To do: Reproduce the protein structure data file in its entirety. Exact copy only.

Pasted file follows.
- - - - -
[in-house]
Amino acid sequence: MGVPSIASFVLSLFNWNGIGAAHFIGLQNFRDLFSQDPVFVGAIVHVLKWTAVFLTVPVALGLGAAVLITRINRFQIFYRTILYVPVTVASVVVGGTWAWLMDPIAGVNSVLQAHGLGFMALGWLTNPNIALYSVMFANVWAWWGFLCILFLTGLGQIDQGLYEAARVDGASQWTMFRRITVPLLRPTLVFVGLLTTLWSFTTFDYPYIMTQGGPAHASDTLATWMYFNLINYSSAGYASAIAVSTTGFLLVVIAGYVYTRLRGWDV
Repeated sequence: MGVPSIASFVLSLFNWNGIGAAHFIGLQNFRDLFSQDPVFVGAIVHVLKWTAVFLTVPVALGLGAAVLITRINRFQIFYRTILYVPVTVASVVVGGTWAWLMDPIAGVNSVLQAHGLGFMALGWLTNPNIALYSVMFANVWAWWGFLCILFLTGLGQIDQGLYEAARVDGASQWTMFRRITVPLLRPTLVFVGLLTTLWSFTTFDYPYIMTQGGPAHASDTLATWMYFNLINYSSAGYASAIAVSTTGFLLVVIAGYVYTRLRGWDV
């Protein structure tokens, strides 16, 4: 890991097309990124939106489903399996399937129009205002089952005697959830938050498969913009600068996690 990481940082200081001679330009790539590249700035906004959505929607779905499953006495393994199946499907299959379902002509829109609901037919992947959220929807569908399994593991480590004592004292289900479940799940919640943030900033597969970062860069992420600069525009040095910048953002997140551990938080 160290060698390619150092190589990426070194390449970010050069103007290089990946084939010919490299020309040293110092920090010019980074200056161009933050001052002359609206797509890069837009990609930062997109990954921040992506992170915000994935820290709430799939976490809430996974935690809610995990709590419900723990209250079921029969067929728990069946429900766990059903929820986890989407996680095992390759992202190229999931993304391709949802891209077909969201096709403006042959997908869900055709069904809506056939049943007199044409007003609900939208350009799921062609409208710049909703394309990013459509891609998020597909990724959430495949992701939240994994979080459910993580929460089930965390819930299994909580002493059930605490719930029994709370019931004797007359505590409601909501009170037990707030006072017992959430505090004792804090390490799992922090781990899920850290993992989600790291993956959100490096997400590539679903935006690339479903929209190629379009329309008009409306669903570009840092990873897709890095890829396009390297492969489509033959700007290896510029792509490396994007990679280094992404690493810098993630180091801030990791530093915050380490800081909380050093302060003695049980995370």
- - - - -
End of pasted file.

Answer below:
[in-house]
Amino acid sequence: MGVPSIASFVLSLFNWNGIGAAHFIGLQNFRDLFSQDPVFVGAIVHVLKWTAVFLTVPVALGLGAAVLITRINRFQIFYRTILYVPVTVASVVVGGTWAWLMDPIAGVNSVLQAHGLGFMALGWLTNPNIALYSVMFANVWAWWGFLCILFLTGLGQIDQGLYEAARVDGASQWTMFRRITVPLLRPTLVFVGLLTTLWSFTTFDYPYIMTQGGPAHASDTLATWMYFNLINYSSAGYASAIAVSTTGFLLVVIAGYVYTRLRGWDV
Repeated sequence: MGVPSIASFVLSLFNWNGIGAAHFIGLQNFRDLFSQDPVFVGAIVHVLKWTAVFLTVPVALGLGAAVLITRINRFQIFYRTILYVPVTVASVVVGGTWAWLMDPIAGVNSVLQAHGLGFMALGWLTNPNIALYSVMFANVWAWWGFLCILFLTGLGQIDQGLYEAARVDGASQWTMFRRITVPLLRPTLVFVGLLTTLWSFTTFDYPYIMTQGGPAHASDTLATWMYFNLINYSSAGYASAIAVSTTGFLLVVIAGYVYTRLRGWDV
């Protein structure tokens, strides 16, 4: 890991097309990124939106489903399996399937129009205002089952005697959830938050498969913009600068996690 990481940082200081001679330009790539590249700035906004959505929607779905499953006495393994199946499907299959379902002509829109609901037919992947959220929807569908399994593991480590004592004292289900479940799940919640943030900033597969970062860069992420600069525009040095910048953002997140551990938080 160290060698390619150092190589990426070194390449970010050069103007290089990946084939010919490299020309040293110092920090010019980074200056161009933050001052002359609206797509890069837009990609930062997109990954921040992506992170915000994935820290709430799939976490809430996974935690809610995990709590419900723990209250079921029969067929728990069946429900766990059903929820986890989407996680095992390759992202190229999931993304391709949802891209077909969201096709403006042959997908869900055709069904809506056939049943007199044409007003609900939208350009799921062609409208710049909703394309990013459509891609998020597909990724959430495949992701939240994994979080459910993580929460089930965390819930299994909580002493059930605490719930029994709370019931004797007359505590409601909501009170037990707030006072017992959430505090004792804090390490799992922090781990899920850290993992989600790291993956959100490096997400590539679903935006690339479903929209190629379009329309008009409306669903570009840092990873897709890095890829396009390297492969489509033959700007290896510029792509490396994007990679280094992404690493810098993630180091801030990791530093915050380490800081909380050093302060003695049980995370």